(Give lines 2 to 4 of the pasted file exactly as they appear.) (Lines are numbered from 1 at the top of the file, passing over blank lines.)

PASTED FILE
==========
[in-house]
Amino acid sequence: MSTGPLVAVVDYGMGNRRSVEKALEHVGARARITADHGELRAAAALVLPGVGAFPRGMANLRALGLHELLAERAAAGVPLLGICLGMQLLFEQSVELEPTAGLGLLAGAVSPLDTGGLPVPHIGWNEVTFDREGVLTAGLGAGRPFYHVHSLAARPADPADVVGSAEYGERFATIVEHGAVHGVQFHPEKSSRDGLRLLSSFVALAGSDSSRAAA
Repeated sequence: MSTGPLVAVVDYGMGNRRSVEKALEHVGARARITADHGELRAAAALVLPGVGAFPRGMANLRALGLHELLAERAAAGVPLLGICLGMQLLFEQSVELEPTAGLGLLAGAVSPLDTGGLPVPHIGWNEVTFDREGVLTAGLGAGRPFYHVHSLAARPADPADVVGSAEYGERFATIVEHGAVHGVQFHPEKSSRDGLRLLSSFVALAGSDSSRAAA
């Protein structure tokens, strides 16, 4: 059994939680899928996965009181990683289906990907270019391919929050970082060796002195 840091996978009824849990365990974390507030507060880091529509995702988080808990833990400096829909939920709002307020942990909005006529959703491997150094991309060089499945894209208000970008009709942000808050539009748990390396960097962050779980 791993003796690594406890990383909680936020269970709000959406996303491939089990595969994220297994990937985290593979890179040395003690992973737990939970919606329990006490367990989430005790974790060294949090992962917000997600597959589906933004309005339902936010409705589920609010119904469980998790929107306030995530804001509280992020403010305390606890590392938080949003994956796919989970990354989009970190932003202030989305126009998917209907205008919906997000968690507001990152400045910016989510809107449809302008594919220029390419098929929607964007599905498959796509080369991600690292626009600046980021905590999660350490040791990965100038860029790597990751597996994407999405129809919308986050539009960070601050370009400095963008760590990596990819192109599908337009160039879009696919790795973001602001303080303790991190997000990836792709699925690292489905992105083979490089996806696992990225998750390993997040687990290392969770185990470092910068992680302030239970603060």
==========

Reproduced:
Amino acid sequence: MSTGPLVAVVDYGMGNRRSVEKALEHVGARARITADHGELRAAAALVLPGVGAFPRGMANLRALGLHELLAERAAAGVPLLGICLGMQLLFEQSVELEPTAGLGLLAGAVSPLDTGGLPVPHIGWNEVTFDREGVLTAGLGAGRPFYHVHSLAARPADPADVVGSAEYGERFATIVEHGAVHGVQFHPEKSSRDGLRLLSSFVALAGSDSSRAAA
Repeated sequence: MSTGPLVAVVDYGMGNRRSVEKALEHVGARARITADHGELRAAAALVLPGVGAFPRGMANLRALGLHELLAERAAAGVPLLGICLGMQLLFEQSVELEPTAGLGLLAGAVSPLDTGGLPVPHIGWNEVTFDREGVLTAGLGAGRPFYHVHSLAARPADPADVVGSAEYGERFATIVEHGAVHGVQFHPEKSSRDGLRLLSSFVALAGSDSSRAAA
């Protein structure tokens, strides 16, 4: 059994939680899928996965009181990683289906990907270019391919929050970082060796002195 840091996978009824849990365990974390507030507060880091529509995702988080808990833990400096829909939920709002307020942990909005006529959703491997150094991309060089499945894209208000970008009709942000808050539009748990390396960097962050779980 791993003796690594406890990383909680936020269970709000959406996303491939089990595969994220297994990937985290593979890179040395003690992973737990939970919606329990006490367990989430005790974790060294949090992962917000997600597959589906933004309005339902936010409705589920609010119904469980998790929107306030995530804001509280992020403010305390606890590392938080949003994956796919989970990354989009970190932003202030989305126009998917209907205008919906997000968690507001990152400045910016989510809107449809302008594919220029390419098929929607964007599905498959796509080369991600690292626009600046980021905590999660350490040791990965100038860029790597990751597996994407999405129809919308986050539009960070601050370009400095963008760590990596990819192109599908337009160039879009696919790795973001602001303080303790991190997000990836792709699925690292489905992105083979490089996806696992990225998750390993997040687990290392969770185990470092910068992680302030239970603060």